Chapter 15 – Three Ingredients to Create An Entrepreneurial Environment
- A conducive rules and regulatory environment – pro-enterprise and eliminate/reduce obstacles to entrepreneurs
- A vibrant financing environment
- Nurturing the people – entrepreneurship can be nurtured and should be started from young. Develop their innovative mindsets from their early stages of education.
Chapter 16 – The VC (Venture Capitalists) Trap
Select a few VCs and choose carefully. Study their valuation proposal and do not be too optimistic over their high valuation. It means that you have to meet their high expectations and also bearing the consequences if you fail to achieve them. Guard against conditions that may cut down the company’s valuation at a future date and be clear about issues in the investment agreement betwen both parties. Choose a VC who can bring in money and add value to the company through their experience or knowledge. Remember that indivuals in a VC are out to make money for themselves. In future fund raising rounds, take control and do not allow VCs to be in command.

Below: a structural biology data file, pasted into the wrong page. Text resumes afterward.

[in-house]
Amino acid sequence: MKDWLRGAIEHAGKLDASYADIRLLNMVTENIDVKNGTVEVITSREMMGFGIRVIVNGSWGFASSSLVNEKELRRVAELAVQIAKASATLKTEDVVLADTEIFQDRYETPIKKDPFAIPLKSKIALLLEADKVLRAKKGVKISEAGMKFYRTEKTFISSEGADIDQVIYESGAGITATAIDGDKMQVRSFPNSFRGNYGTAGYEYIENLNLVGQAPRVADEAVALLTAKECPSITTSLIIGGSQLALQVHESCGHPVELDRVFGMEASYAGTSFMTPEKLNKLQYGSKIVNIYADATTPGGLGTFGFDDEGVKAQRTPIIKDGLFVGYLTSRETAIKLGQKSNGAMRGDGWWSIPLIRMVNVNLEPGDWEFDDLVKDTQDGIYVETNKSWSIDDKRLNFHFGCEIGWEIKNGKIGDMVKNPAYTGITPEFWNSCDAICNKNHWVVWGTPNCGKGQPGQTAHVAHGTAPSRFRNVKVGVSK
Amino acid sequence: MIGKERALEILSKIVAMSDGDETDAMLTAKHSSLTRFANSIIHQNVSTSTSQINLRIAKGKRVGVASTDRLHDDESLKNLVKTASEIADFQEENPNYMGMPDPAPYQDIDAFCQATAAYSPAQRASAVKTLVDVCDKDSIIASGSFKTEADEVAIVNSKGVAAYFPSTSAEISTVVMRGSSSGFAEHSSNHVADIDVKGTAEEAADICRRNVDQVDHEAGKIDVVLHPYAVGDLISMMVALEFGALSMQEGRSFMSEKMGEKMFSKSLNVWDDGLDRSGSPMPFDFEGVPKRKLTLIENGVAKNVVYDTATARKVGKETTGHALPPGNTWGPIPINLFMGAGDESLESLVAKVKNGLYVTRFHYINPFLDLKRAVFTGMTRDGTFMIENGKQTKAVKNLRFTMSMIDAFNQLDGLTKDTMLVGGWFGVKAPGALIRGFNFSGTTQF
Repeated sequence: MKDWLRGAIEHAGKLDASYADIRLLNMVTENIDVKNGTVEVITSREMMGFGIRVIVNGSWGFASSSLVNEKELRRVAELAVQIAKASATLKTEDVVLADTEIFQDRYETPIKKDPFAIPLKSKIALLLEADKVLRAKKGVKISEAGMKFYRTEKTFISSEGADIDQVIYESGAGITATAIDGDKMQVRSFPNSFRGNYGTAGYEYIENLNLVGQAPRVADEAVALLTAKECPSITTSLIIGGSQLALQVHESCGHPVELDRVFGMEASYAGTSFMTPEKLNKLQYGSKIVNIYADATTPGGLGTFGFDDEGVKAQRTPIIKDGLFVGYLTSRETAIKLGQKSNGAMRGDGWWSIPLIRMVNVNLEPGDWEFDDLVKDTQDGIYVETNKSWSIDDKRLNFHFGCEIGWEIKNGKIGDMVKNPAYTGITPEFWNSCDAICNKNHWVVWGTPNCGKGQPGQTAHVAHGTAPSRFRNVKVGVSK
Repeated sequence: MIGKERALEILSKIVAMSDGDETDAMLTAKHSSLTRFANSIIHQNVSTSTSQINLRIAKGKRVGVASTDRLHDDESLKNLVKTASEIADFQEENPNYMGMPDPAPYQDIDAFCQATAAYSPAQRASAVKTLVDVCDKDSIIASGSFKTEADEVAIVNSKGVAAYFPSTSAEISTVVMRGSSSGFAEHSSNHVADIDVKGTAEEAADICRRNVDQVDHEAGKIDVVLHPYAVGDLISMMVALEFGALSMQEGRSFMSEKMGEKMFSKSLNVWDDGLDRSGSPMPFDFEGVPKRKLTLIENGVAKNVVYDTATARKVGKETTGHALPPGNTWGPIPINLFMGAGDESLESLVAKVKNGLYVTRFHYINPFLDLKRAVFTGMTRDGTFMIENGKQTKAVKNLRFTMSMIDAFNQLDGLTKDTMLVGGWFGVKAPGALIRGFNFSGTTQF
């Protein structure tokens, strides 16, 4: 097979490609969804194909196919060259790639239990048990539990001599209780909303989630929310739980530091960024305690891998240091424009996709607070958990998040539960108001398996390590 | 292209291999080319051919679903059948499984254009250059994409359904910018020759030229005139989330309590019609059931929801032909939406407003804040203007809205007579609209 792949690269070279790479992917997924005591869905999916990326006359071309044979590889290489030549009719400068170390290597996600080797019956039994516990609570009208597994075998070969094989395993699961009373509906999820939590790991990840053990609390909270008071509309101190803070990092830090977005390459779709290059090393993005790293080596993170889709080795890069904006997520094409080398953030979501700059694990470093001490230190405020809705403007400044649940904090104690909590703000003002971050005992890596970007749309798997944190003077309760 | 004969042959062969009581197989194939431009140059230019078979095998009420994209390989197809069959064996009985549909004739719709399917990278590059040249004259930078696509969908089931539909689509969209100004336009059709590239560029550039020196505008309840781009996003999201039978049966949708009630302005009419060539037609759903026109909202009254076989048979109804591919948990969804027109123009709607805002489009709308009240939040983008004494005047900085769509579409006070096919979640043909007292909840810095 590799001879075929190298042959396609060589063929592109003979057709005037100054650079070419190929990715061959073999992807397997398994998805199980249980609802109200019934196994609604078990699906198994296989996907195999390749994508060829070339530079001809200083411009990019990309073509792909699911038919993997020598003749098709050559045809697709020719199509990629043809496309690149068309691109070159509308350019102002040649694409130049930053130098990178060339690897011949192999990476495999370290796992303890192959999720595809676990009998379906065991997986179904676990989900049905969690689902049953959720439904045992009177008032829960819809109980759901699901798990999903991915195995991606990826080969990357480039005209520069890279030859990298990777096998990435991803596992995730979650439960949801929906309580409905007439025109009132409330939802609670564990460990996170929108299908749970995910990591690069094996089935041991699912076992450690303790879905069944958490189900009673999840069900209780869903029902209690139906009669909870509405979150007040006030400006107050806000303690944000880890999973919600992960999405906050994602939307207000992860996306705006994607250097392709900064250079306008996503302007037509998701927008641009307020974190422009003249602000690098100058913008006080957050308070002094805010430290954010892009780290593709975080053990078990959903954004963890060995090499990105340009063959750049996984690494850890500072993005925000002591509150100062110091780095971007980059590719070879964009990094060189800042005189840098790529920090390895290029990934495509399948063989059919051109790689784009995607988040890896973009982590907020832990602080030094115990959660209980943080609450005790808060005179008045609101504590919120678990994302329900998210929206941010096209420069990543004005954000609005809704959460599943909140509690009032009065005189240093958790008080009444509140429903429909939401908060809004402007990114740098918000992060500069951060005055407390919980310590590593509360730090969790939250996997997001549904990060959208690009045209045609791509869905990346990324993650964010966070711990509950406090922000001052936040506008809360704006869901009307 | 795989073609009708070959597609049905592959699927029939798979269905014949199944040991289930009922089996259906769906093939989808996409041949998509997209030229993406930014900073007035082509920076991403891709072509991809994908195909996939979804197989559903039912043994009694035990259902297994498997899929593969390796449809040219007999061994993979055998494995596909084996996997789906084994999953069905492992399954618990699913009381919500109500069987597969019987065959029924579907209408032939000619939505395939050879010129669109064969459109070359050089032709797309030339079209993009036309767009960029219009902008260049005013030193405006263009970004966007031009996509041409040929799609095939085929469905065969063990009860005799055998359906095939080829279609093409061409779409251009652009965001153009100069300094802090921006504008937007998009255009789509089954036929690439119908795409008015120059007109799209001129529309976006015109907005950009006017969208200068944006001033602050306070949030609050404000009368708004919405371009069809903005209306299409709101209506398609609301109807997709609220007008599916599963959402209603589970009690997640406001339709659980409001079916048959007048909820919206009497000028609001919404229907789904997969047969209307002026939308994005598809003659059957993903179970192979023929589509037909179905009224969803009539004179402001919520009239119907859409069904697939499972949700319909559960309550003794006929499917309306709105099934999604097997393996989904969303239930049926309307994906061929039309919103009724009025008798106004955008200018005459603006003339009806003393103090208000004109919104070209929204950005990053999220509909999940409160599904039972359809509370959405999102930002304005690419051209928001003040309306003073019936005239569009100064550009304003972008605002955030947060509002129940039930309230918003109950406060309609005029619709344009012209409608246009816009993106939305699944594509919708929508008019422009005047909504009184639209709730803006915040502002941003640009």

Chapter 17 – How to Survive the Challenging Times?
- Survival mentality must be instilled in all stakeholders of the company, to allow them to rally together to tide through good and bad times.
- Always go back to the basics – fundamental purpose of business is to make money. Thus, stay focused on gross margin and cash flow.
- Embrace a start-up mentality – You created something from nothing initially, and it is necessary to continue to be creative and innovative, so as to adapt to changing busines conditions.
- Look at crisis in a positive light – see opportunities rather than adversities
- Understand what risk taking is and what is not – take risks, but calculated risks
- Plan for failure – lessen the chances of faliing by employing counter measures
Chapter 18 – Deal Fatique, Team Disagreement, and Backup Plans
Deal negotiations are lengthy and demanding; be prepared and also be a little flexible. Ultimately, get a win-win outcome for everyone. Learn to exercise give and take to minimise team disagreements. There should be a few contingency plans to offer a peace of mind for all team members.